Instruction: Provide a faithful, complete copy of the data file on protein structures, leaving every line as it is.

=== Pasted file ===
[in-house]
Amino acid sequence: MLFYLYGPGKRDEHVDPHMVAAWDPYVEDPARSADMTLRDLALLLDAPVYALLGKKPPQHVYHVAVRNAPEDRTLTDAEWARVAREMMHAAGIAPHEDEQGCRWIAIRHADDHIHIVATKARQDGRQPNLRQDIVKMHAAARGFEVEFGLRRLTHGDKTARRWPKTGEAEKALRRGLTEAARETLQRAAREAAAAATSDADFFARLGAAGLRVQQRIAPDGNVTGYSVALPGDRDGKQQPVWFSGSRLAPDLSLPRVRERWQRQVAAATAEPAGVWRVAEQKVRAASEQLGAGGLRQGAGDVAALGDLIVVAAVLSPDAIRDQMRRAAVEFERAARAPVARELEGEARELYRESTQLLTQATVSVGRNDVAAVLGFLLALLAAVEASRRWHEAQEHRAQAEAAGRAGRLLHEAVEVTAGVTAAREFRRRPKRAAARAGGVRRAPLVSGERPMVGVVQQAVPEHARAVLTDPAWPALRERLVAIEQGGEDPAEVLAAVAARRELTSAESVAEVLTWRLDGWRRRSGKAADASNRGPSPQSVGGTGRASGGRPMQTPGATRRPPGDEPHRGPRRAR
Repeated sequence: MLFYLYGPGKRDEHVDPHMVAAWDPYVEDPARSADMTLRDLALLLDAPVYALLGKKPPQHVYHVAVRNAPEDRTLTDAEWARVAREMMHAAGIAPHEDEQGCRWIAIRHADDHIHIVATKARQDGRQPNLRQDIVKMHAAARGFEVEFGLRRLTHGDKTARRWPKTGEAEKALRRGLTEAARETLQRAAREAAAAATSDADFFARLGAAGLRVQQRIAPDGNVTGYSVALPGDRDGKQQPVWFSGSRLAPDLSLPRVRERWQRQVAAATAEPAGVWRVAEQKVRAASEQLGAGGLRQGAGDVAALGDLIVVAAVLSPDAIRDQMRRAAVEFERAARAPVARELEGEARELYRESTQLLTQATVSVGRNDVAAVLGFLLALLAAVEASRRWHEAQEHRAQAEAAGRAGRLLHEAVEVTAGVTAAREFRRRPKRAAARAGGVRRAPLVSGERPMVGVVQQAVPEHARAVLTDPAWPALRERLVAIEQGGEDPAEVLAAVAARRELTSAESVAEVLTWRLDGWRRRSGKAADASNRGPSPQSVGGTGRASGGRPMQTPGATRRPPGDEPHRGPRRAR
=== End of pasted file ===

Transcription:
[in-house]
Amino acid sequence: MLFYLYGPGKRDEHVDPHMVAAWDPYVEDPARSADMTLRDLALLLDAPVYALLGKKPPQHVYHVAVRNAPEDRTLTDAEWARVAREMMHAAGIAPHEDEQGCRWIAIRHADDHIHIVATKARQDGRQPNLRQDIVKMHAAARGFEVEFGLRRLTHGDKTARRWPKTGEAEKALRRGLTEAARETLQRAAREAAAAATSDADFFARLGAAGLRVQQRIAPDGNVTGYSVALPGDRDGKQQPVWFSGSRLAPDLSLPRVRERWQRQVAAATAEPAGVWRVAEQKVRAASEQLGAGGLRQGAGDVAALGDLIVVAAVLSPDAIRDQMRRAAVEFERAARAPVARELEGEARELYRESTQLLTQATVSVGRNDVAAVLGFLLALLAAVEASRRWHEAQEHRAQAEAAGRAGRLLHEAVEVTAGVTAAREFRRRPKRAAARAGGVRRAPLVSGERPMVGVVQQAVPEHARAVLTDPAWPALRERLVAIEQGGEDPAEVLAAVAARRELTSAESVAEVLTWRLDGWRRRSGKAADASNRGPSPQSVGGTGRASGGRPMQTPGATRRPPGDEPHRGPRRAR
Repeated sequence: MLFYLYGPGKRDEHVDPHMVAAWDPYVEDPARSADMTLRDLALLLDAPVYALLGKKPPQHVYHVAVRNAPEDRTLTDAEWARVAREMMHAAGIAPHEDEQGCRWIAIRHADDHIHIVATKARQDGRQPNLRQDIVKMHAAARGFEVEFGLRRLTHGDKTARRWPKTGEAEKALRRGLTEAARETLQRAAREAAAAATSDADFFARLGAAGLRVQQRIAPDGNVTGYSVALPGDRDGKQQPVWFSGSRLAPDLSLPRVRERWQRQVAAATAEPAGVWRVAEQKVRAASEQLGAGGLRQGAGDVAALGDLIVVAAVLSPDAIRDQMRRAAVEFERAARAPVARELEGEARELYRESTQLLTQATVSVGRNDVAAVLGFLLALLAAVEASRRWHEAQEHRAQAEAAGRAGRLLHEAVEVTAGVTAAREFRRRPKRAAARAGGVRRAPLVSGERPMVGVVQQAVPEHARAVLTDPAWPALRERLVAIEQGGEDPAEVLAAVAARRELTSAESVAEVLTWRLDGWRRRSGKAADASNRGPSPQSVGGTGRASGGRPMQTPGATRRPPGDEPHRGPRRAR